Before continuing, we must have a digression. Herod the Tetrarch, or Herod Antipas, appears often in all of the gospel accounts of the ministry of Christ. He is a son of the first Herod known from Matthew chapter 2 at the birth of Christ. He is also mentioned in Luke 3:1 as “tetrarch of Galilee”, where we also find another Herod, called Philip, who is called the tetrarch “of Ituraea and of the region of Trachonitis”. Herod Agrippa I is the Herod of Acts chapter 12. His son Herod Agrippa II is the Agrippa of Acts chapters 25 and 26, and the Bernice mentioned there is the younger Agrippa’s sister, and she is also alleged to have been his wife. The elder Herod Agrippa’s sister is the Herodias of the accounts of the slaying of John the Baptist in the synoptic gospels, and the Herod mentioned there is Herod Antipas. Herod Antipas and Herod Philip were half-brothers, and they had another half-brother, Artistobulus IV, who was the father of the elder Herod Agrippa. All three of the half-brothers had different mothers. Not all writers used the same names consistently for each Herod, so they are very difficult to follow through Scripture and history.

Covenant Theology vs. Replacement Theology with Clifton Emahiser

 

William Finck talks to Clifton Emahiser about Covenant Theology vs. Replacement Theology, and Clifton's experiences debating with members over his own family over his Christian Identity beliefs.

As probably all of our listeners know, Clifton Emahiser had suffered a bad fall in his home last August, so we moved him here to Florida to stay with us. Just before his accident, Clifton had sent me a few short essays to proofread, and finally, after ten months, I have been getting around to it. We posted two of those essays on his website this morning. The first, we presented in a discussion here a few weeks ago, which was Pitfalls Found in Biblical Research Materials, Part 1. I labelled that as “Part 1”, and not Clifton, hoping to encourage him to write a sequel, because it is a topic about which I am certain he has a lot more to say. Now we have Clifton here with us once again to discuss the second of those essays, which I also posted to his website this morning.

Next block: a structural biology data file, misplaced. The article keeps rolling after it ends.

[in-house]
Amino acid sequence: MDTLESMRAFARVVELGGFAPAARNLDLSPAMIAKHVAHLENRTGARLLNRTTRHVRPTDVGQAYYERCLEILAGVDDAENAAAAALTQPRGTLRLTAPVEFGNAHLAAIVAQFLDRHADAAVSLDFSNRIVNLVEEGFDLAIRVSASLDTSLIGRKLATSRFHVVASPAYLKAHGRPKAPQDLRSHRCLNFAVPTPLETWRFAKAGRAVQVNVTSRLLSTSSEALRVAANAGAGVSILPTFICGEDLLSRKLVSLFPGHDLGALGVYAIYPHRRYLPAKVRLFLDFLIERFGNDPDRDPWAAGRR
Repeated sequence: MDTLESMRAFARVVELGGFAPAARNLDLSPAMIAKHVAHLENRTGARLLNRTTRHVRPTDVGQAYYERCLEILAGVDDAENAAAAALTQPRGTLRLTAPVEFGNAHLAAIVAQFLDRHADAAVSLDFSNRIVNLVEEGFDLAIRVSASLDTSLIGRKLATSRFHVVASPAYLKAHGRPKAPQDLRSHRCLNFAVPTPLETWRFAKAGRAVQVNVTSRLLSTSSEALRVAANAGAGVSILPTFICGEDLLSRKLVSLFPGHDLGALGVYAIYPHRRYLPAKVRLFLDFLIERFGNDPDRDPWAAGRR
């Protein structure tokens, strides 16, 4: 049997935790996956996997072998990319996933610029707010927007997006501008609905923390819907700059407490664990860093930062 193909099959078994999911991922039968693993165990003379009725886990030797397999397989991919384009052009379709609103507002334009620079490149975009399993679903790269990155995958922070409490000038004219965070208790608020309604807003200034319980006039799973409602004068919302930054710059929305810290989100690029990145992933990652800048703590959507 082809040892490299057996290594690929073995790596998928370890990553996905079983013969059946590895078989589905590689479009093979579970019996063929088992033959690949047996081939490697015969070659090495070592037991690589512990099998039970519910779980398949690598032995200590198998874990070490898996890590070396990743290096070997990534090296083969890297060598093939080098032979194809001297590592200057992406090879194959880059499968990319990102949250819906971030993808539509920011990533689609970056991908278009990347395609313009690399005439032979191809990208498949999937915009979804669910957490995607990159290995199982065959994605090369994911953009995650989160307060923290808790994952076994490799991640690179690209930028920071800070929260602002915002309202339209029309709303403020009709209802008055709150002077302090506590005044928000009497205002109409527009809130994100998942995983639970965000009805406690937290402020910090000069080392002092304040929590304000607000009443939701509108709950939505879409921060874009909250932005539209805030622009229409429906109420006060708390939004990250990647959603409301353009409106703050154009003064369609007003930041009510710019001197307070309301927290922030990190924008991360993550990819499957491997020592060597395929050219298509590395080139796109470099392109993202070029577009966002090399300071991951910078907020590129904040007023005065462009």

Sadly, this turned out to be Clifton's last podcast. We miss him dearly.

On the Gospel of John, Part 4: The Lamb of God

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On the Gospel of John, Part 4: The Lamb of God

Presenting Part 3 of this commentary on the Gospel of John, which was titled The Sons of God, we gave a full explanation of our translation of John 1:11-13, and we cannot sufficiently stress how important it is to understand the impact which one’s worldview can have upon one’s interpretation of Scripture. I also understand that these presentations may at times be very technical and hard to digest. However we must develop a scholarly basis for a proper understanding of the text before we can even begin to claim to understand the Bible. If one is persuaded by the commonly-accepted interpretations of the Jews concerning the ministry of Christ, then it is easy to accept the King James Version and other popular translations of these verses. So like a lamb being led to the slaughter, one may helplessly be led to believe that the universalist perspective of Scripture is true, and that all those who merely profess a belief in Jesus must therefore be accepted as having somehow become “sons of god” by a mere profession of their lips, and as if they could possibly even make that choice on their own.

However that position is actually in direct conflict with Scripture. Christ Himself had said, as it is recorded in Matthew chapter 7, that “21 Not every one that saith unto me, Lord, Lord, shall enter into the kingdom of heaven; but he that doeth the will of my Father which is in heaven. 22 Many will say to me in that day, Lord, Lord, have we not prophesied in thy name? and in thy name have cast out devils? and in thy name done many wonderful works? 23 And then will I profess unto them, I never knew you: depart from me, ye that work iniquity.” Likewise, the apostle James said that “19 Thou believest that there is one God; thou doest well: the devils also believe, and tremble.” So we see that mere belief is not enough to somehow make one a child of God, even if it is a belief which is accompanied by “many wonderful works”. But if we believe that every word of God is true, and that the Scriptures do not conflict with themselves, then it is evident that these passages, along with many others found in the gospels, such as the parable of the tares of the field or the statement by Christ concerning plants which Yahweh did not plant, sufficiently indicate that the common interpretations of John 1:11-13 must be wrong.